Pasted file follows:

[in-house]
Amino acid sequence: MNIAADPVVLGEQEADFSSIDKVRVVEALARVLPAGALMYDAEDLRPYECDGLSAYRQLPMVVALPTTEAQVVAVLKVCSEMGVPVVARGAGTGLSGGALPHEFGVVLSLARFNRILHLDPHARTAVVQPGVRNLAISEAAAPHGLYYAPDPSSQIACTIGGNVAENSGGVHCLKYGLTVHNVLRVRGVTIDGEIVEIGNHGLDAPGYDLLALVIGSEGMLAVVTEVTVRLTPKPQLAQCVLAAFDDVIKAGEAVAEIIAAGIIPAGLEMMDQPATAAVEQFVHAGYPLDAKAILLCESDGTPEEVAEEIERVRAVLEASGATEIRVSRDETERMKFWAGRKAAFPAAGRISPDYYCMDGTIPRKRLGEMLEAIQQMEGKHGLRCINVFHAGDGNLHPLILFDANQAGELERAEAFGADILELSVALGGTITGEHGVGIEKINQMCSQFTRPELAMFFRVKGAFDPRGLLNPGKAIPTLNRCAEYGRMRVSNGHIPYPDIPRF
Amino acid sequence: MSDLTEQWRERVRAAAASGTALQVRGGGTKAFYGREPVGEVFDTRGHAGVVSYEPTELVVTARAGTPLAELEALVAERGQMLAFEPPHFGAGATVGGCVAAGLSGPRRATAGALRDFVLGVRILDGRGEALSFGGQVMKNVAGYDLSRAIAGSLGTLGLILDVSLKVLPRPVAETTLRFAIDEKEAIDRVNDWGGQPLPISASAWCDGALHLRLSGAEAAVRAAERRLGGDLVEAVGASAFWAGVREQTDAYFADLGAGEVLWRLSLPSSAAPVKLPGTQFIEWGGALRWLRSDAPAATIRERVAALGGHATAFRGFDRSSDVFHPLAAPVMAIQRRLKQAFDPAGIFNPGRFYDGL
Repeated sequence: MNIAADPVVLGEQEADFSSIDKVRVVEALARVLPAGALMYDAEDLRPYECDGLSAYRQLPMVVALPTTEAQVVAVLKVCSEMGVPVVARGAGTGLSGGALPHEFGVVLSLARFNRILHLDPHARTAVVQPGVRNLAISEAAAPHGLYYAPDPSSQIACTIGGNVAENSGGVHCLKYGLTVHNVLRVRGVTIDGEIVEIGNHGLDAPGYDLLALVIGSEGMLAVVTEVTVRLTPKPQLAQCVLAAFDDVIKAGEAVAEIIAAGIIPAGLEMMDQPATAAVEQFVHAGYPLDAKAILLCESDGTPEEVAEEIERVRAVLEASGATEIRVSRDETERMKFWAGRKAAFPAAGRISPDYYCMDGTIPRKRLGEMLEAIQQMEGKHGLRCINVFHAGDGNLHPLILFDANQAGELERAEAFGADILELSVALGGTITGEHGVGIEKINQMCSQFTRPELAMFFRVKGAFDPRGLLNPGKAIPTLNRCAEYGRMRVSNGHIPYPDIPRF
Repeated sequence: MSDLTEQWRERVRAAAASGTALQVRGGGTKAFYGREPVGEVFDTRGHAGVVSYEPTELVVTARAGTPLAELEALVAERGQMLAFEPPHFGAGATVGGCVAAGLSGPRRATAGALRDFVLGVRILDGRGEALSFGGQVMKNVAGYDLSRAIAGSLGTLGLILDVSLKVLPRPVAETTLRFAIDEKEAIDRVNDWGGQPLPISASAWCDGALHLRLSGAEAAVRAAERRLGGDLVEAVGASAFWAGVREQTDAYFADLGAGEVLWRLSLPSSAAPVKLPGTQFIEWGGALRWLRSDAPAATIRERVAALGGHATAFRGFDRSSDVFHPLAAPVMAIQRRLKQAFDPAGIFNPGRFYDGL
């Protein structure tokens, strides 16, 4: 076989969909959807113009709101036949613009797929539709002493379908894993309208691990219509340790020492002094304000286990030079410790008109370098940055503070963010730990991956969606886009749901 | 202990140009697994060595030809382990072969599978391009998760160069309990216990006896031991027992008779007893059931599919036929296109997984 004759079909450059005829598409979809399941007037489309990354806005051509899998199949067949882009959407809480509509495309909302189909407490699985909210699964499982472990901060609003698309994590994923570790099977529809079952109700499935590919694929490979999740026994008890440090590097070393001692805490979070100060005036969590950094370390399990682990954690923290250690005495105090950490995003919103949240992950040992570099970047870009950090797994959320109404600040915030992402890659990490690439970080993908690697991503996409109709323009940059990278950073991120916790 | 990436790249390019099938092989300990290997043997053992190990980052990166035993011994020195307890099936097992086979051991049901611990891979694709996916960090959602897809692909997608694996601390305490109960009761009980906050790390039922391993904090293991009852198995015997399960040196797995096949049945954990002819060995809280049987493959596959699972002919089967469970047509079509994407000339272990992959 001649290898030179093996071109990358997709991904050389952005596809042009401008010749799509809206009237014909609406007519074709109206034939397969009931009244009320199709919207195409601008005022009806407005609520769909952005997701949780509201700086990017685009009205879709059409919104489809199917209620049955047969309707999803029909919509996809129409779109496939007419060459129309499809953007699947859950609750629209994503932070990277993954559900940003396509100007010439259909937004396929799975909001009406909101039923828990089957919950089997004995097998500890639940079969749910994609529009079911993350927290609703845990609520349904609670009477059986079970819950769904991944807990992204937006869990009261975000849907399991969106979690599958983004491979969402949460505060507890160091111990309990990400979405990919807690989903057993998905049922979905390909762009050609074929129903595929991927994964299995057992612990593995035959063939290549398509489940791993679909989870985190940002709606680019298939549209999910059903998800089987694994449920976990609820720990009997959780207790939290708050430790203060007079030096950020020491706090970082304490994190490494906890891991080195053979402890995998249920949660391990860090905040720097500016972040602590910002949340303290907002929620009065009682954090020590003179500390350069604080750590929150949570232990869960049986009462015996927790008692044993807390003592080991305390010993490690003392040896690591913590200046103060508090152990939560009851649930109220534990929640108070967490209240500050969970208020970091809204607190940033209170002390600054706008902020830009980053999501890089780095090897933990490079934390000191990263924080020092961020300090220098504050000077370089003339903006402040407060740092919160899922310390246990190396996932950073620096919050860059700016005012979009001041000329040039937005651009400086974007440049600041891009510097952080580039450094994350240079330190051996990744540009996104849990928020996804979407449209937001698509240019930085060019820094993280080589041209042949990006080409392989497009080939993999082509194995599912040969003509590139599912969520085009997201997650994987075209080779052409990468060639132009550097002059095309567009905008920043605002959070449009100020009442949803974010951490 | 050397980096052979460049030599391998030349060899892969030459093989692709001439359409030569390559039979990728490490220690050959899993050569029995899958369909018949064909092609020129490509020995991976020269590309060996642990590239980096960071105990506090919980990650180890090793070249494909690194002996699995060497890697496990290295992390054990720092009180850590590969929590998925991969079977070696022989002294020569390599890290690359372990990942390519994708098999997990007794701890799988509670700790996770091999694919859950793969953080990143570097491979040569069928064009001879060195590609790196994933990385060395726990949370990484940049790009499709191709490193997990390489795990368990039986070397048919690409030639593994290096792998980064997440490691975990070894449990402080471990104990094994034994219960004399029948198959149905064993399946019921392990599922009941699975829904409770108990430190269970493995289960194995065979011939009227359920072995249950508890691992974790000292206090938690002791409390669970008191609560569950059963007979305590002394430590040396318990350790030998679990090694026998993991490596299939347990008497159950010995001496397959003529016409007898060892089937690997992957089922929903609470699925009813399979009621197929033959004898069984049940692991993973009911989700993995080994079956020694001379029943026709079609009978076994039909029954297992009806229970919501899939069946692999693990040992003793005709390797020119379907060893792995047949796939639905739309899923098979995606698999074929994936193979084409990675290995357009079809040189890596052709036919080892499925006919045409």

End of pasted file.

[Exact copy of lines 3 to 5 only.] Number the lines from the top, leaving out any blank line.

Amino acid sequence: MSDLTEQWRERVRAAAASGTALQVRGGGTKAFYGREPVGEVFDTRGHAGVVSYEPTELVVTARAGTPLAELEALVAERGQMLAFEPPHFGAGATVGGCVAAGLSGPRRATAGALRDFVLGVRILDGRGEALSFGGQVMKNVAGYDLSRAIAGSLGTLGLILDVSLKVLPRPVAETTLRFAIDEKEAIDRVNDWGGQPLPISASAWCDGALHLRLSGAEAAVRAAERRLGGDLVEAVGASAFWAGVREQTDAYFADLGAGEVLWRLSLPSSAAPVKLPGTQFIEWGGALRWLRSDAPAATIRERVAALGGHATAFRGFDRSSDVFHPLAAPVMAIQRRLKQAFDPAGIFNPGRFYDGL
Repeated sequence: MNIAADPVVLGEQEADFSSIDKVRVVEALARVLPAGALMYDAEDLRPYECDGLSAYRQLPMVVALPTTEAQVVAVLKVCSEMGVPVVARGAGTGLSGGALPHEFGVVLSLARFNRILHLDPHARTAVVQPGVRNLAISEAAAPHGLYYAPDPSSQIACTIGGNVAENSGGVHCLKYGLTVHNVLRVRGVTIDGEIVEIGNHGLDAPGYDLLALVIGSEGMLAVVTEVTVRLTPKPQLAQCVLAAFDDVIKAGEAVAEIIAAGIIPAGLEMMDQPATAAVEQFVHAGYPLDAKAILLCESDGTPEEVAEEIERVRAVLEASGATEIRVSRDETERMKFWAGRKAAFPAAGRISPDYYCMDGTIPRKRLGEMLEAIQQMEGKHGLRCINVFHAGDGNLHPLILFDANQAGELERAEAFGADILELSVALGGTITGEHGVGIEKINQMCSQFTRPELAMFFRVKGAFDPRGLLNPGKAIPTLNRCAEYGRMRVSNGHIPYPDIPRF
Repeated sequence: MSDLTEQWRERVRAAAASGTALQVRGGGTKAFYGREPVGEVFDTRGHAGVVSYEPTELVVTARAGTPLAELEALVAERGQMLAFEPPHFGAGATVGGCVAAGLSGPRRATAGALRDFVLGVRILDGRGEALSFGGQVMKNVAGYDLSRAIAGSLGTLGLILDVSLKVLPRPVAETTLRFAIDEKEAIDRVNDWGGQPLPISASAWCDGALHLRLSGAEAAVRAAERRLGGDLVEAVGASAFWAGVREQTDAYFADLGAGEVLWRLSLPSSAAPVKLPGTQFIEWGGALRWLRSDAPAATIRERVAALGGHATAFRGFDRSSDVFHPLAAPVMAIQRRLKQAFDPAGIFNPGRFYDGL